It's not glamorous, but basic medicine is key to improving health in poor areas
By Keith Martin MD, Montreal Gazette - July 21, 2010
At this week's International AIDS Conference in Vienna, many excellent solutions will be discussed about how to combat the pandemic, from treating people with antiretroviral drugs (ARVs) once they are diagnosed (Vancouver's Seek and Treat Program) to ways we can better stop the transmission of the virus from mother to fetus. We already possess the knowledge to prevent, treat, and manage this disease effectively; however, there is still a massive gap between the treatments we have and their availability for those who need them.
What good are ARVs if there isn't a health-care worker to test the patient, dispense the medications, and follow up with them? What good are ARVs if adequate diagnostics are not available? What if you don't have access to adequate nutrition? (An HIV-positive person needs 1,500 calories per day minimum, versus 1,200 calories if you are HIVnegative. Proper nutrition is the most important "drug" for a person who is HIV positive.) What if the medications needed to treat the many other diseases that can kill people, whether they have HIV or not, are not available? What are the effects on a population's health if the people do not have access to clean water with which to take their drugs? How do you dispense information on prevention, along with the condoms people need to protect themselves, without a skilled primary health-care worker?
The number of new infections still vastly exceeds the number of new patients receiving treatment, so prevention is crucial to containing the disease. There is only one proven way to confront collectively the AIDS pandemic and the other common preventable or treatable diseases that kill tens of millions of people per year: Invest in primary health care. This is the best way to implement an integrated program that enables us to manage a patient's overall health needs -from prevention to treatment. As Michel Sidibe, executive director of UNAIDS said, "AIDS isolation must end."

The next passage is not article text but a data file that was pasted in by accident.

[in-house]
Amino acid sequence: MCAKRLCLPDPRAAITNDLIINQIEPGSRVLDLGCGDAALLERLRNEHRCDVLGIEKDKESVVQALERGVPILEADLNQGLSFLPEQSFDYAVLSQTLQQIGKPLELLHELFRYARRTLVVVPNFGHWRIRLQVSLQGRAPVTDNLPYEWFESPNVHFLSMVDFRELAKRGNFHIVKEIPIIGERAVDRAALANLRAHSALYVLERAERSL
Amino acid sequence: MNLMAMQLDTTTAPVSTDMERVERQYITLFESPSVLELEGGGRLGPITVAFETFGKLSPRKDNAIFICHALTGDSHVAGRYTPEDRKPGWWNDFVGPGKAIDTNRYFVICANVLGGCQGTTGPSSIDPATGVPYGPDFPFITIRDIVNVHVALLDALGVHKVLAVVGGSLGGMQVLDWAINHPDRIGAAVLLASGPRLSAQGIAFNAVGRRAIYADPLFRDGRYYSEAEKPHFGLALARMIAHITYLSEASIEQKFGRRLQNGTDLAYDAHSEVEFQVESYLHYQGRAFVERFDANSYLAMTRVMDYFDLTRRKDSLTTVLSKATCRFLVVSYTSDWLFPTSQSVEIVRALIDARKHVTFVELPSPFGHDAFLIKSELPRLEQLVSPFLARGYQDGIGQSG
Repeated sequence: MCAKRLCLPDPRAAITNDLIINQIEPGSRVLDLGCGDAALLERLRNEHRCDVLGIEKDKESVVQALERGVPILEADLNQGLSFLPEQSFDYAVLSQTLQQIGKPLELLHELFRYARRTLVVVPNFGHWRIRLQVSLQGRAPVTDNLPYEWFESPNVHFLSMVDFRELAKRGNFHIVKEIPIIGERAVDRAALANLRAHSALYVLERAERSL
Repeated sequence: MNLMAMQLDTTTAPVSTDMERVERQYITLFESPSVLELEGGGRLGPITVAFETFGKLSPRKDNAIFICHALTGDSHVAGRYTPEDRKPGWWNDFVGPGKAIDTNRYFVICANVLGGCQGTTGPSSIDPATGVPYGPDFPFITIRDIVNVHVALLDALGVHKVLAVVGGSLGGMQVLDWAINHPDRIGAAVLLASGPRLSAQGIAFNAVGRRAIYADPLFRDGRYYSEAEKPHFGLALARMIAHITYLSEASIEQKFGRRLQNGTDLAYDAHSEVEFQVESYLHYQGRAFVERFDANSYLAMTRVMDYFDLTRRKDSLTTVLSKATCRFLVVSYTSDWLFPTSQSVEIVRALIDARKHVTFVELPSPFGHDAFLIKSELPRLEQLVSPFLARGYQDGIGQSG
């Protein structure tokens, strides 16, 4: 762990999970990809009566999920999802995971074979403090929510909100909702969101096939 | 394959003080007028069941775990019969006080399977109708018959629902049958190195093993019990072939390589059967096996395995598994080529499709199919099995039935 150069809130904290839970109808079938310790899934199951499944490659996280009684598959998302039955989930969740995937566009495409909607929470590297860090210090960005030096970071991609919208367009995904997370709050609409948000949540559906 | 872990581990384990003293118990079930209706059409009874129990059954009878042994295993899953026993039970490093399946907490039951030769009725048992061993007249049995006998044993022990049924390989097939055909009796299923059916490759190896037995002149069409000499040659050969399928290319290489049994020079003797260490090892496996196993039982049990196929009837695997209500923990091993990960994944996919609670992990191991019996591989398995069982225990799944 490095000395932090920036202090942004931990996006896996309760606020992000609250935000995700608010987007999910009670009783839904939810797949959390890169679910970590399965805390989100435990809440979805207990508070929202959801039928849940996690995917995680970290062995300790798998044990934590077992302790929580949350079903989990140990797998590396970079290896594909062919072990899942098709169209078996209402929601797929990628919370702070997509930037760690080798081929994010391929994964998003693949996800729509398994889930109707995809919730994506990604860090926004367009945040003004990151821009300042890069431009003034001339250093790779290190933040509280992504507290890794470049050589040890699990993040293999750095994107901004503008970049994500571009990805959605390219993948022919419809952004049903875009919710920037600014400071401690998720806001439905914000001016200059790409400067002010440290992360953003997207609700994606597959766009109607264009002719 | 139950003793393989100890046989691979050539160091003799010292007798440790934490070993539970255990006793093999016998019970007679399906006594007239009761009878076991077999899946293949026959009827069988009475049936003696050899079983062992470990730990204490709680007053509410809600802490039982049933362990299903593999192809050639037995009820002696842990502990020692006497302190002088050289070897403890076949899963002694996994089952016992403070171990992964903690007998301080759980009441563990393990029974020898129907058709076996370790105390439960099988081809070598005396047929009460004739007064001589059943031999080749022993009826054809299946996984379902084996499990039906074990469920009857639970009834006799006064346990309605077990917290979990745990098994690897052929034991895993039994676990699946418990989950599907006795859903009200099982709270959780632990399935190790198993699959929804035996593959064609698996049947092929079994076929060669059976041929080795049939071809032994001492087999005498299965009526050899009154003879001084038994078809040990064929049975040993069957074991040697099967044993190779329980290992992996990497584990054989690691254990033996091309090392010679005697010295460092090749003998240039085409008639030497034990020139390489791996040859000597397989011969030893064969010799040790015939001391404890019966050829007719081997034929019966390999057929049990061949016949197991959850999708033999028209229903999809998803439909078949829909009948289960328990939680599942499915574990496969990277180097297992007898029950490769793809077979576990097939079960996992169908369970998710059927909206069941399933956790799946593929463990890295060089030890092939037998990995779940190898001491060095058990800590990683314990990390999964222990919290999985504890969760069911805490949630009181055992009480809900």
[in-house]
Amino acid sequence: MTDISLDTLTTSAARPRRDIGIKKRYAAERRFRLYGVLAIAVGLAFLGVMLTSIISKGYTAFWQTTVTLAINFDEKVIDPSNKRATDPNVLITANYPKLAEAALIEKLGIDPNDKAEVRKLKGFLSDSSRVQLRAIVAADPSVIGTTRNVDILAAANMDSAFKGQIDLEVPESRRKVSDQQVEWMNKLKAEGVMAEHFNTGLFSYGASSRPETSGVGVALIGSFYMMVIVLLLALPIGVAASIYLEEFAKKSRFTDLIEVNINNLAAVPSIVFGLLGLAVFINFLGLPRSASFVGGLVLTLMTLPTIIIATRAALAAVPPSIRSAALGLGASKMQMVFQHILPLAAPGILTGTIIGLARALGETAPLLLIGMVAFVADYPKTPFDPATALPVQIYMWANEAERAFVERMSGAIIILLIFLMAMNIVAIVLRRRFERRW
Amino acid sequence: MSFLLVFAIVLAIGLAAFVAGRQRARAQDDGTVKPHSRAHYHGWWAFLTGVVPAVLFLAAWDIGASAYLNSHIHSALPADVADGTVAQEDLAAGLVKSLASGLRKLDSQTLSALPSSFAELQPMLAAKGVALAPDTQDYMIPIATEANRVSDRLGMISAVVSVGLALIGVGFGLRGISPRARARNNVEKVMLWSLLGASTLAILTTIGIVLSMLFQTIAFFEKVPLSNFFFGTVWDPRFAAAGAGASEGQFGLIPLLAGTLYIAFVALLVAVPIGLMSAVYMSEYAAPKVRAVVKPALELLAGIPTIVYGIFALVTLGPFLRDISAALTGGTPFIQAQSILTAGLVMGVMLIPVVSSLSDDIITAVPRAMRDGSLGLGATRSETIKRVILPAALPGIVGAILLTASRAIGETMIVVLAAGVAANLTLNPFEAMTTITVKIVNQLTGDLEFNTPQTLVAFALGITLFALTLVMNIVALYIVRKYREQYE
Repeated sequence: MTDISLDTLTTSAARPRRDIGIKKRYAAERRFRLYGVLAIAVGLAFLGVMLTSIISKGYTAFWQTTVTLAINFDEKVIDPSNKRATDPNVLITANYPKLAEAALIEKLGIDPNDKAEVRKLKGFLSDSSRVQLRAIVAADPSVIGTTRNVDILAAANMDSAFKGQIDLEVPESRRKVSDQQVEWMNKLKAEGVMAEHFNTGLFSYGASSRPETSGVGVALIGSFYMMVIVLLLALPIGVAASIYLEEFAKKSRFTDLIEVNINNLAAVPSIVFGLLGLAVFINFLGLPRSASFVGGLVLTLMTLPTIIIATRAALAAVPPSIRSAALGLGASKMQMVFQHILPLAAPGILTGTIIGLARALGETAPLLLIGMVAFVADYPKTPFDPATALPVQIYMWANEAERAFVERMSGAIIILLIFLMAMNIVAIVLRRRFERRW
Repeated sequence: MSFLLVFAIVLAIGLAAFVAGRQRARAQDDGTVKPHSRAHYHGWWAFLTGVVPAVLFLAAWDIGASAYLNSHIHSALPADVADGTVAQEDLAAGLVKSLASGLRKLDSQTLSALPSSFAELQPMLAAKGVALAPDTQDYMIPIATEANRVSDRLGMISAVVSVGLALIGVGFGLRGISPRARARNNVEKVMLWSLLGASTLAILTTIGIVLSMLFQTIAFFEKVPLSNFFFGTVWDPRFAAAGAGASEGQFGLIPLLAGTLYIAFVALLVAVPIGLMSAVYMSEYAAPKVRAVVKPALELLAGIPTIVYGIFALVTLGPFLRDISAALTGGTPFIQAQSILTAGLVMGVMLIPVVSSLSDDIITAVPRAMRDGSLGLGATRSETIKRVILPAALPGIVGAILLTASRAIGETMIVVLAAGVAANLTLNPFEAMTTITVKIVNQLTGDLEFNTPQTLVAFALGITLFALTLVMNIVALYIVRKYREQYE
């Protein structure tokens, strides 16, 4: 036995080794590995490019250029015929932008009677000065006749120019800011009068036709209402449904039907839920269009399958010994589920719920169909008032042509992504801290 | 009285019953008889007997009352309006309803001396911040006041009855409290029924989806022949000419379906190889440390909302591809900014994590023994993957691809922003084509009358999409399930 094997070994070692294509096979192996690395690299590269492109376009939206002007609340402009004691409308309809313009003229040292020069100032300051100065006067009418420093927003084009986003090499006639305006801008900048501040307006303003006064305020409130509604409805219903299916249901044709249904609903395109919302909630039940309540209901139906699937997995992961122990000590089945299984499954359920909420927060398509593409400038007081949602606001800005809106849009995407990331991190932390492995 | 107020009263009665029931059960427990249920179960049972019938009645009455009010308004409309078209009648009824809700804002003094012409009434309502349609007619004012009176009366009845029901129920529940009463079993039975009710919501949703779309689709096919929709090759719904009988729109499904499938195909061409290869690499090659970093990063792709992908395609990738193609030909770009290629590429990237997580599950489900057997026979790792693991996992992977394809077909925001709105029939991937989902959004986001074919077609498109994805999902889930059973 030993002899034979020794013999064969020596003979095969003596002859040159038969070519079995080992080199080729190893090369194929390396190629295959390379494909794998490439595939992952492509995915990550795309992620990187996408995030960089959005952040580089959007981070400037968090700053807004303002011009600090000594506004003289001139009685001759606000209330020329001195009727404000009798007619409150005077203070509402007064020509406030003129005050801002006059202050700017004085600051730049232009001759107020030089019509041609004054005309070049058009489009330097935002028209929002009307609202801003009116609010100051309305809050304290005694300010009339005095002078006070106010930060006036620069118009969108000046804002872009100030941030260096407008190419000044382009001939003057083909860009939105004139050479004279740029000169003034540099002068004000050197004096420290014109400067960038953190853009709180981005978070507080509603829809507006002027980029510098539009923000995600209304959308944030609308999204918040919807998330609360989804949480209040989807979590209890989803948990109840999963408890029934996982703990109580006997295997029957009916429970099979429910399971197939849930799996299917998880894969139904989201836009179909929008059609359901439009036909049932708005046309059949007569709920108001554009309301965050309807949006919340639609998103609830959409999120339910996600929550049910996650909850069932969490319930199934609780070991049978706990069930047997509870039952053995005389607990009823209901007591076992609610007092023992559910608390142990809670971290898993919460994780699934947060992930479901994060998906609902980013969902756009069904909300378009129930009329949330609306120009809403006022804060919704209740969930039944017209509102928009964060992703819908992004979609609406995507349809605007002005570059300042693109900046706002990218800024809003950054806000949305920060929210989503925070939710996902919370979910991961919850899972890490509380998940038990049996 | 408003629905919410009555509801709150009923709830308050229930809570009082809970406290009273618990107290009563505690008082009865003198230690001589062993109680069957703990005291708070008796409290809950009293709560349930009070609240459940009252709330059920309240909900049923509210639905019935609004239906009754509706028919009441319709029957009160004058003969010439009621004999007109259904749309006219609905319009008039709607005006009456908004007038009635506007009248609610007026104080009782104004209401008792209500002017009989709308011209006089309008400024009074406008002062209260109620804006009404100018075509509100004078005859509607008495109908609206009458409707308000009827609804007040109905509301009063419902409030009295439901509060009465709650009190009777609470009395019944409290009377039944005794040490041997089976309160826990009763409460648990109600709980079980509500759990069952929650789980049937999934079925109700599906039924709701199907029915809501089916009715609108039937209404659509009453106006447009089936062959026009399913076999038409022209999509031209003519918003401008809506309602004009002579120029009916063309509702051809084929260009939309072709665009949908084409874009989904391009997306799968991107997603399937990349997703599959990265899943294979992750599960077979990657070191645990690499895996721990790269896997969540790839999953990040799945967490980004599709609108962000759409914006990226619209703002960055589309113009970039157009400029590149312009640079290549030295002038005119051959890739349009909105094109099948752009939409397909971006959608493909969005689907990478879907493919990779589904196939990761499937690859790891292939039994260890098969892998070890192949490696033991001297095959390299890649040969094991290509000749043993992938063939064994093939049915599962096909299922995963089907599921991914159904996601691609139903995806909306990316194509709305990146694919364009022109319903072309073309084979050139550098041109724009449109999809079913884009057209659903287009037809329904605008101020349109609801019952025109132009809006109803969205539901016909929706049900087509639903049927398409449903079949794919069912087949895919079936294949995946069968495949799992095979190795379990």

There is also a natural convergence between addressing the AIDS pandemic and improving maternal and child health (a commitment to the latter was just made at the G8 Summit in Ontario). Quite simply, if you can provide good obstetric care for a pregnant woman, it means there is access to basic surgical capabilities, trained health-care workers, basic medications, electrical power, access to proper nutrition, and clean water. These are the same assets needed to prevent HIV infections and treat those who are HIV positive. An enormous added benefit is that with these capabilities, 80 per cent of the problems in an emergency room can also be treated.
Annually, 50,000 women around the world die during pregnancy every year from complications associated with AIDS. Most of these deaths are entirely preventable. To save these women's lives, along with the 380,000 pregnant women and 8.8 million children who die every year from entirely preventable or treatable causes, the international community must redouble its efforts to invest in primary health care. This is not glamorous, but it works. If we strengthen this often-neglected area in health care, then we can provide maternal care, infant care, HIV programs, tuberculosis programs, and much more. Access to primary care is truly the common path that will dramatically reduce the annual death toll of so many people who die needlessly in the developing world.
The international community must stop focusing on specific diseases and instead take a broader, public health view. Vienna's AIDS conference offers an ideal opportunity to break down the silos, cast a spotlight on what works, and invest in the primary health care systems that low-income countries need to improve the overall health and welfare of their people, whether they are HIVpositive or not.
Keith Martin is a physician and a Liberal MP from British Columbia. He is the founder of the Canadian Physician Overseas program and of the Centres for International Health and Development initiative.